All animal experiments were approved by the Duke University Institutional Care and Use Committee.
Dataset provided by
Maria Kousi, Nicholas Katsanis, Duke University
Davis EE, Frangakis S, Katsanis N. 2014. Interpreting human genetic variation with in vivo zebrafish assays. Biochim Biophys Acta 1842:1960-1970. PMCID:PMC4382103. doi:10.1016/j.bbadis.2014.05.024
Gutzman JH, Sive H. 2009. Zebrafish brain ventricle injection. J Vis Exp. PMCID:PMC2791086. doi:10.3791/1218
Kamiya A, Tan PL, Kubo K, Engelhard C, Ishizuka K, Kubo A, Tsukita S, Pulver AE, Nakajima K, Cascella NG, Katsanis N, Sawa A. 2008. Recruitment of PCM1 to the centrosome by the cooperative action of DISC1 and BBS4: a candidate for psychiatric illnesses. Arch Gen Psychiatry 65:996-1006. PMCID:PMC2727928. doi:10.1001/archpsyc.65.9.996
Lowery LA, De Rienzo G, Gutzman JH, Sive H. 2009. Characterization and classification of zebrafish brain morphology mutants. Anat Rec (Hoboken) 292:94-106. PMCID:PMC2894611. doi:10.1002/ar.20768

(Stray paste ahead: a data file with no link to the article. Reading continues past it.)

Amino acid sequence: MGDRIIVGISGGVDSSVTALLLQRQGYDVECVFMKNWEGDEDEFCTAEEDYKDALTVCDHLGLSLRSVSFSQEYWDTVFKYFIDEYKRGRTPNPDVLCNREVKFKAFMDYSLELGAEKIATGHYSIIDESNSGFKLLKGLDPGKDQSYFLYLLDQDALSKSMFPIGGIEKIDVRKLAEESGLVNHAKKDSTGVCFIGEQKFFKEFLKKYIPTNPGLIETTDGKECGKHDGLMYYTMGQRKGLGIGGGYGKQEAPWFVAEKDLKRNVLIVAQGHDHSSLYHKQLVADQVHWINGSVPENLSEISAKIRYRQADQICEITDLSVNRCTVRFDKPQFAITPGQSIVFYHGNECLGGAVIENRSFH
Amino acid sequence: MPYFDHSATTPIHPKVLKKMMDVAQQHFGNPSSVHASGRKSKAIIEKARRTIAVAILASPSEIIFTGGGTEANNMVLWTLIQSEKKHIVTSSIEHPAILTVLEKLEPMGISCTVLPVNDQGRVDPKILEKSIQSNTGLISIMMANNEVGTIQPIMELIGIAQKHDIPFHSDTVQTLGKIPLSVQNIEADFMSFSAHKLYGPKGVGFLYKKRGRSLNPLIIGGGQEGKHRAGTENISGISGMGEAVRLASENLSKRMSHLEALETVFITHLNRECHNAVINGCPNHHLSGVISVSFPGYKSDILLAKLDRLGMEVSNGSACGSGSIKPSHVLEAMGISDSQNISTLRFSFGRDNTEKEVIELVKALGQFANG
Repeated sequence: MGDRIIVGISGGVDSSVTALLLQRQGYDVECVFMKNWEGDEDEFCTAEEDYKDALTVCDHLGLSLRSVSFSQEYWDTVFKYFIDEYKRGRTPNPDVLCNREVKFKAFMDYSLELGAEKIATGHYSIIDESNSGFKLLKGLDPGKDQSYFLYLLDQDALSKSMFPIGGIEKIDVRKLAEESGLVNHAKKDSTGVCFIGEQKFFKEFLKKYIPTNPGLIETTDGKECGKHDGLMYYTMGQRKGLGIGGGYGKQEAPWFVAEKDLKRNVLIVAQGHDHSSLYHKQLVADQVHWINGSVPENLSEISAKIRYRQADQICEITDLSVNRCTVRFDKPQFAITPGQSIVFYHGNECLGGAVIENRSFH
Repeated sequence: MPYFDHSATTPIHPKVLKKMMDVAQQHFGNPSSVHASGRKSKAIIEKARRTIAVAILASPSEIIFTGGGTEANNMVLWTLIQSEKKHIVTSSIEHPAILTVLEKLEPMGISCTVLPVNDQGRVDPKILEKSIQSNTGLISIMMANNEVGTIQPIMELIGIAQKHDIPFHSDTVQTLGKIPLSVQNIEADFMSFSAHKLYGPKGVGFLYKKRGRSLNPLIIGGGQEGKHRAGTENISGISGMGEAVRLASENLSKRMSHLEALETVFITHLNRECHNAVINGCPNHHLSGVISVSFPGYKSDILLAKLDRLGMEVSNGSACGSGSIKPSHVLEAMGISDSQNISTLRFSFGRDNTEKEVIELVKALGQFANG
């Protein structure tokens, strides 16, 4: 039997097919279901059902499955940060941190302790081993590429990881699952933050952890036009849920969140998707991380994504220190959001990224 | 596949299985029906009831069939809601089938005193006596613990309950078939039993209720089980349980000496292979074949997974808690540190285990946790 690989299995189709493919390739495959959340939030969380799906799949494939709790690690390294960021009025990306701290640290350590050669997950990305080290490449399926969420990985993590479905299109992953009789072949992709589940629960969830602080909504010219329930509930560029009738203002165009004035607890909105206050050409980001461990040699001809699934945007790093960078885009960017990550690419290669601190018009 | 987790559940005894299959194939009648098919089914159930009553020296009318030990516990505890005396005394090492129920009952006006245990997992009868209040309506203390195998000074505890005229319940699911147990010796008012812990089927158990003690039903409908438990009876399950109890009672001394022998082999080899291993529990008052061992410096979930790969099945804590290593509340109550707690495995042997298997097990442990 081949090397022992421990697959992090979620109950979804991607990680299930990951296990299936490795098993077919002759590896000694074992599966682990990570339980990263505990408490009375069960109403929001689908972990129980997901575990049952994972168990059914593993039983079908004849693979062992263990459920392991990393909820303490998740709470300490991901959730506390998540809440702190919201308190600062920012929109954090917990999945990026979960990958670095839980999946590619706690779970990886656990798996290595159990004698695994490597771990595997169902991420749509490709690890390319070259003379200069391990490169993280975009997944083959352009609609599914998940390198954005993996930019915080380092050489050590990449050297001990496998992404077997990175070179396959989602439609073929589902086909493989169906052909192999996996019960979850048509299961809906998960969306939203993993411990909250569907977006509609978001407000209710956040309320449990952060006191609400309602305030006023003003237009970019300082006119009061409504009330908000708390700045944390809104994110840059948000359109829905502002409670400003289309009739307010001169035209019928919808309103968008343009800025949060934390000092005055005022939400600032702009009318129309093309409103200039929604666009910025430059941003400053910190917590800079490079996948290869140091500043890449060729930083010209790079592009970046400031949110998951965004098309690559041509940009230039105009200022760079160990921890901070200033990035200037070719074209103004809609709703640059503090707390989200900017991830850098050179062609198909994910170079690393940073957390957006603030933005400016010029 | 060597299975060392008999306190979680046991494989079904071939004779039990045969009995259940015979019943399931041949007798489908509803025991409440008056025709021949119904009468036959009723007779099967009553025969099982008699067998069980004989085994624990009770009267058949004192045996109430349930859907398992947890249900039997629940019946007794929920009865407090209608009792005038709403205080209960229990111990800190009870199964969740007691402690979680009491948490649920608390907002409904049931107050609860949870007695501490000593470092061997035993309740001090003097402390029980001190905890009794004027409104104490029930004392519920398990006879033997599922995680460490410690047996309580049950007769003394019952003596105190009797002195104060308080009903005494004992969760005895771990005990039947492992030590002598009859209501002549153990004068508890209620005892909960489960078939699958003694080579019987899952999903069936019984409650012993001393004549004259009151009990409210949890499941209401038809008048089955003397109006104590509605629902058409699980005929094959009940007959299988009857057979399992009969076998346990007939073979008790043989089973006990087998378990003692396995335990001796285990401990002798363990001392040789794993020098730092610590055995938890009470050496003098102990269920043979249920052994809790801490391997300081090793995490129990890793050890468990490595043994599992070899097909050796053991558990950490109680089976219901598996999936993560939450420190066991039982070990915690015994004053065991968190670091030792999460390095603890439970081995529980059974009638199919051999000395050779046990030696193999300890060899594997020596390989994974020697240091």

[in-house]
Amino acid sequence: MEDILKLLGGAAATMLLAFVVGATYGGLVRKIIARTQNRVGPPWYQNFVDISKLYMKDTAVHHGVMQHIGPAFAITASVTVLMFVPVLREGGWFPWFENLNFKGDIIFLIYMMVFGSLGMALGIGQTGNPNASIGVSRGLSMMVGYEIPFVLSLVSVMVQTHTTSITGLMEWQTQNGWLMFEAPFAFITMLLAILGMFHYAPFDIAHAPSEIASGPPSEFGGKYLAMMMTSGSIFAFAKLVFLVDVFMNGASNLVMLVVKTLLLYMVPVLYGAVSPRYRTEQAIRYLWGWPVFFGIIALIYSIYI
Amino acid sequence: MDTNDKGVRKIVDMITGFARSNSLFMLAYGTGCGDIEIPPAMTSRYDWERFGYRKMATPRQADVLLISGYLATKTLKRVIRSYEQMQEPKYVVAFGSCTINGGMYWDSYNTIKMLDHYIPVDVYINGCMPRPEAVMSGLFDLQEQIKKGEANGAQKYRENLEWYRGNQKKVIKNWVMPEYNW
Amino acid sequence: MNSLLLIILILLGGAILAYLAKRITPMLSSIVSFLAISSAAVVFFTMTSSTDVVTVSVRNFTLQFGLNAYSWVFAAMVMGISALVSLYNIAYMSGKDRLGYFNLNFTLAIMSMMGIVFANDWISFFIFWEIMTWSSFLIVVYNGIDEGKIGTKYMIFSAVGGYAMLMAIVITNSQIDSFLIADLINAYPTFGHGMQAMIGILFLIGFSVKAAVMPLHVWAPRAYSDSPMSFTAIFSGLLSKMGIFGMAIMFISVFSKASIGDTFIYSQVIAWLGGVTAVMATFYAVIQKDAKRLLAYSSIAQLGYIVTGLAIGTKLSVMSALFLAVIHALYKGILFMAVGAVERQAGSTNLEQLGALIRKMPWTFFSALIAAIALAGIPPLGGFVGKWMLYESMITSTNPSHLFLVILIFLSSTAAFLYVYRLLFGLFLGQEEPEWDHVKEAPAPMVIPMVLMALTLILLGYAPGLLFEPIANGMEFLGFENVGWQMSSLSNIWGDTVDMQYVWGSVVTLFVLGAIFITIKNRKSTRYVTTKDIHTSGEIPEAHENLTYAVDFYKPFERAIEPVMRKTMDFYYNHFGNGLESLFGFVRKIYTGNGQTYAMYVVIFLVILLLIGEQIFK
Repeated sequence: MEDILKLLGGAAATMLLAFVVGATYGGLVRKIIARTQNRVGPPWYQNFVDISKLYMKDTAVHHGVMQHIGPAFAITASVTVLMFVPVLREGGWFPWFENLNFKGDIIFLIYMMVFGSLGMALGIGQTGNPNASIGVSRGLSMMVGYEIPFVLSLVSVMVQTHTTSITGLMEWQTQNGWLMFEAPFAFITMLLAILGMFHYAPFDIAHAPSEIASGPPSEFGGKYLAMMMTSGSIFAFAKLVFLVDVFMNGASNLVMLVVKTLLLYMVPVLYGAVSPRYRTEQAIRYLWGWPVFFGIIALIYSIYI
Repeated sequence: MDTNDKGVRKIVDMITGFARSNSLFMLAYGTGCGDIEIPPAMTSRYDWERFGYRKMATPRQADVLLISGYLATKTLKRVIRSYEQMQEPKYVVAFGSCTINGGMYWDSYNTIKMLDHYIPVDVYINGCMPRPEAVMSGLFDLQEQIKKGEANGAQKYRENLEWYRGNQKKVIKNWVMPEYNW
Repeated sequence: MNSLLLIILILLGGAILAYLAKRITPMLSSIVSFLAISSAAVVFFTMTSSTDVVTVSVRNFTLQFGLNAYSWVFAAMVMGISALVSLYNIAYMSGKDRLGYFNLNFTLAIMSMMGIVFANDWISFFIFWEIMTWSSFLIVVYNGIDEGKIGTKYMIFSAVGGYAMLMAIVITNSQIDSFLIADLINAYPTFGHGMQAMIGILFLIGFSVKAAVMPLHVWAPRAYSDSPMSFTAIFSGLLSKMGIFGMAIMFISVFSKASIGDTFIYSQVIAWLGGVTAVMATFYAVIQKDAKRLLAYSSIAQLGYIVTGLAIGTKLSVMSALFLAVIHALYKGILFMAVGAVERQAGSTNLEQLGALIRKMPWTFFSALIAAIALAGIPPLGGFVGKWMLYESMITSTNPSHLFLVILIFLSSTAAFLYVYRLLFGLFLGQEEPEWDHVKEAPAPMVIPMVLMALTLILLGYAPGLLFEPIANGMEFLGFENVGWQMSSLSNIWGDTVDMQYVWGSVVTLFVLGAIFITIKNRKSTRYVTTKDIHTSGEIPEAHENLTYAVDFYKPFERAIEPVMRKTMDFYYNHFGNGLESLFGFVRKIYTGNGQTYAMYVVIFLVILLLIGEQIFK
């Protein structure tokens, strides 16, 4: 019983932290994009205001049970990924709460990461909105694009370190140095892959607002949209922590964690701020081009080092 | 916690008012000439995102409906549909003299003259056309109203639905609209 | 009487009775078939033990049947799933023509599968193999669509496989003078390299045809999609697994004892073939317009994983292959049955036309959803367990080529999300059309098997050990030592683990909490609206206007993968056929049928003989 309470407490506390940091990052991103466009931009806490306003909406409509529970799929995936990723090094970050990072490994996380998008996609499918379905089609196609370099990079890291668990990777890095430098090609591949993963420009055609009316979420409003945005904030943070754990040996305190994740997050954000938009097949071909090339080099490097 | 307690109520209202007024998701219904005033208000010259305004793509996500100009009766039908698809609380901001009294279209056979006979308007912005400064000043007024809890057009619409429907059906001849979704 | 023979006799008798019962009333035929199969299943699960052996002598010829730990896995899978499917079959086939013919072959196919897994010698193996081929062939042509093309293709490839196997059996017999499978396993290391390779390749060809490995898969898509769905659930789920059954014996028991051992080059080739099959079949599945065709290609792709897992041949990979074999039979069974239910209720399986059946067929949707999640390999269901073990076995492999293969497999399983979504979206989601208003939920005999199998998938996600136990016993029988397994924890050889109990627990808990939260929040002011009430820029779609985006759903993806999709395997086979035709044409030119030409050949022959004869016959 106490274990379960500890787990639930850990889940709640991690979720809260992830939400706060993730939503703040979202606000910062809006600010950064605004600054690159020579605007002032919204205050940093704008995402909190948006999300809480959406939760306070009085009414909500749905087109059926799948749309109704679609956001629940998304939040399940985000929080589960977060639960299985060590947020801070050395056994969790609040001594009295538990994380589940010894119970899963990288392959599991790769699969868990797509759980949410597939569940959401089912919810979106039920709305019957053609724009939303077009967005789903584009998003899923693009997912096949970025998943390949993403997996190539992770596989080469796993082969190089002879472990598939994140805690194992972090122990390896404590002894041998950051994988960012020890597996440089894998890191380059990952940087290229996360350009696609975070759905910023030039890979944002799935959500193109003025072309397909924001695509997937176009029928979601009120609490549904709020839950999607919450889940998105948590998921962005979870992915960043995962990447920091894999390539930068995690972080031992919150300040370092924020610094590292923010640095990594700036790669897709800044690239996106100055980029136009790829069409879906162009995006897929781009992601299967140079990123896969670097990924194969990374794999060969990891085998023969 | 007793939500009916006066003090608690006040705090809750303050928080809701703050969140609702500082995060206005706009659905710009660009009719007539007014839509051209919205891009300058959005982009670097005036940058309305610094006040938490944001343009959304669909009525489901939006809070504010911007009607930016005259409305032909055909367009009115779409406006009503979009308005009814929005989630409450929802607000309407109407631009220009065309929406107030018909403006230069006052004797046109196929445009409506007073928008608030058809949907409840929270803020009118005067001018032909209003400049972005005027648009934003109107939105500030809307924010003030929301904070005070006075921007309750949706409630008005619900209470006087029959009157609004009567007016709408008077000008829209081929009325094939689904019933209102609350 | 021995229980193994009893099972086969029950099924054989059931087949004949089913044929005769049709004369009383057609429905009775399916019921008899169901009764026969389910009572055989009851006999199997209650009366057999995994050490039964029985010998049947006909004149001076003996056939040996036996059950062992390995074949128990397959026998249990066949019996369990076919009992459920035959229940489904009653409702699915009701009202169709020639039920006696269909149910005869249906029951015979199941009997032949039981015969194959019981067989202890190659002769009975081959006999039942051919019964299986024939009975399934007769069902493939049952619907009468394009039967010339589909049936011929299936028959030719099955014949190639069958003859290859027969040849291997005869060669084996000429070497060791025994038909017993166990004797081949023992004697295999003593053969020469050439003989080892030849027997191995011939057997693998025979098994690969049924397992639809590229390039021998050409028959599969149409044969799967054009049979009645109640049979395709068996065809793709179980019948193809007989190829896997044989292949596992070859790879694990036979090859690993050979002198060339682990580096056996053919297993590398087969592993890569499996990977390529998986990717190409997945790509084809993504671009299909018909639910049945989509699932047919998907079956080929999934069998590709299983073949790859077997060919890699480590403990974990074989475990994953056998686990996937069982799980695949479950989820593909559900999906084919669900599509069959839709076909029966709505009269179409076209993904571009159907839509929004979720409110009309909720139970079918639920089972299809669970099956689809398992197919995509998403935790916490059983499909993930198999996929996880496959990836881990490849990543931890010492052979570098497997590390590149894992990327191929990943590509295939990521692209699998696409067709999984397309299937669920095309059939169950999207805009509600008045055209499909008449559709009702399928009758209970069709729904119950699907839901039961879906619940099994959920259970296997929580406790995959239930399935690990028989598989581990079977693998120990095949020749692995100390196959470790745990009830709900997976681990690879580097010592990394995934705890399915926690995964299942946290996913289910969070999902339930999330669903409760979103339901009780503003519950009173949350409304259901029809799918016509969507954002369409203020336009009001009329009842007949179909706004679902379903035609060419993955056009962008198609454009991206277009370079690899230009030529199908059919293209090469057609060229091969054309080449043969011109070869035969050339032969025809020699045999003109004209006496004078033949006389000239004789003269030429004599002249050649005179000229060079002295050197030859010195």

Niederriter AR, Davis EE, Golzio C, Oh EC, Tsai IC, Katsanis N. 2013. In vivo modeling of the morbid human genome using danio rerio. J Vis Exp:e50338. PMCID:PMC3856313. doi:10.3791/50338
Summerton J, Weller D. 1997. Morpholino antisense oligomers: Design, preparation, and properties. Antisense Nucleic Acid Drug Dev 7:187-195. doi:10.1089/oli.1.1997.7.187
Zoubovsky S, Oh EC, Cash-Padgett T, Johnson AW, Hou Z, Mori S, Gallagher M, Katsanis N, Sawa A, Jaaro-Peled H. 2015. Neuroanatomical and behavioral deficits in mice haploinsufficient for pericentriolar material 1 (pcm1). Neurosci Res 98:45-49. PMCID:PMC4522364. doi:10.1016/j.neures.2015.02.002
9 Nov 2017 (v01): initial release
9 Nov 2017 (v02): Details regarding the experiment and more details on submission format added
29 Mar 2018 (v03): New submission template
18 Apr 2018 (v04): new validation script
24 Sep 2018 (v05): Dataset availability added
Last updated: April 14, 2018